WHITBECK: While Russia Is Building Pipelines, Biden Is Stifling New Oil Production In Alaska

(Photo by Peter Klaunzer - Pool/Keystone via Getty Images)

Rick Whitbeck Contributor
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Anyone who turned on the news or opened a newspaper during the Trump presidency heard “Russia” on an unending loop. Americans were inundated with rumors and innuendo – many of which turned out false – about so-called connections between the 45th president and Russia at every turn, whether they liked it or not. The mainstream media just could not get enough.

For the first five months of the Biden administration, the media has focused its attention elsewhere: the “existential threat” of climate change, untold amounts of government spending and various other attempts by Biden and his team to shift American left-ward.

But with Wednesday’s meeting between Biden and Russian President Vladimir Putin in Geneva, Russia is back front and center.

For those of us in Alaska, it was once said we can see Russia from our house. While that line has become a joke, for those of us who care about energy jobs and domestic energy production, the early actions of the Biden administration are serious as a heart attack. The most significant action we have seen regarding Russia involves pipelines: canceling the one with our friends and enabling the construction of one by our foes.

Last month, the Biden administration decided against sanctioning the Russian company behind the construction of the Nord Stream 2 pipeline, claiming it would destabilize relations with Russia and the European countries that will receive fuel from the pipeline.

It’s indisputable that completing Nord Stream 2 will be a huge geopolitical victory for Putin. The ability to go straight to Germany further puts the squeeze on Ukraine, where gas currently must pass through to reach Western Europe. Barring further developments, the pipeline’s completion is slated for this summer.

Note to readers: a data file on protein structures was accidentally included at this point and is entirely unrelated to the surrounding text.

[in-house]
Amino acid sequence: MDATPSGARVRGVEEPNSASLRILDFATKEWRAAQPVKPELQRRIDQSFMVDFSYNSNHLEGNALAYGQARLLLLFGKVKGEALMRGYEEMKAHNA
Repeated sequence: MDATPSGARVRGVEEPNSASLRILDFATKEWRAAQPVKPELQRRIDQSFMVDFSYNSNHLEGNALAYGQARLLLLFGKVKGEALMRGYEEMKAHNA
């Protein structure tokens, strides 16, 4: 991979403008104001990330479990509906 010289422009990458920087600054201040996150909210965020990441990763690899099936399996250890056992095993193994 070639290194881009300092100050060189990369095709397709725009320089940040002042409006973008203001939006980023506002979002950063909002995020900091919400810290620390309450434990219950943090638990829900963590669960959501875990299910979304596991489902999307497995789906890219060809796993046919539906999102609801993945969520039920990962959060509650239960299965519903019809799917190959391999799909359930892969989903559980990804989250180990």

Unfortunately, Biden’s fondness for pipelines doesn’t extend to domestic producers here at home. Last week, they put the nail in the coffin of the Keystone XL Pipeline, and here in Alaska they have shut down the opportunity for tens of billions of barrels of potential production from the 10-02 area in the Arctic National Wildlife Refuge (ANWR) and from on- and off-shore federal lands – although the latter’s ruling has been held up by a federal judge from Louisiana.

Russian pipelines that hurt our allies and help our enemies? Those are fine. The ones that allow us to become more energy independent and create good paying jobs? No way. If that doesn’t make a lot of sense to you, you’re not alone. And if that’s the early signs of Joe Biden’s plan to “build back better,” we’re in trouble.

Here in Alaska, ceding jobs, responsible development opportunities and export opportunities carry additional prominence in the Putin/Biden talks, as it has been made abundantly clear by our president that Alaska is certainly in the crosshairs of the battles between responsible development and eco-extremism.

From the aforementioned ANWR closure to assaults on domestic mining jobs, locking up the Tongass National Forest from responsible timber management and letting China and Russia get legs up on America when it comes to LNG exports, Alaska’s economy and future have been hit hard.

What happens in Washington, DC affects all of us – even all the way up here in the Last Frontier. Alaska has been a target of the environmental Left since before Joe Biden was elected, and will remain so long after his presidency. But Alaskans who are struggling now need Washington, D.C. to let markets, and not mandates, work.

Rick Whitbeck is the Alaska State Director for Power The Future, a nationwide non-profit focused on supporting energy workers, while pushing back on radical green groups and the ideologues who fund them. Contact him at Rick@PowerTheFuture.com.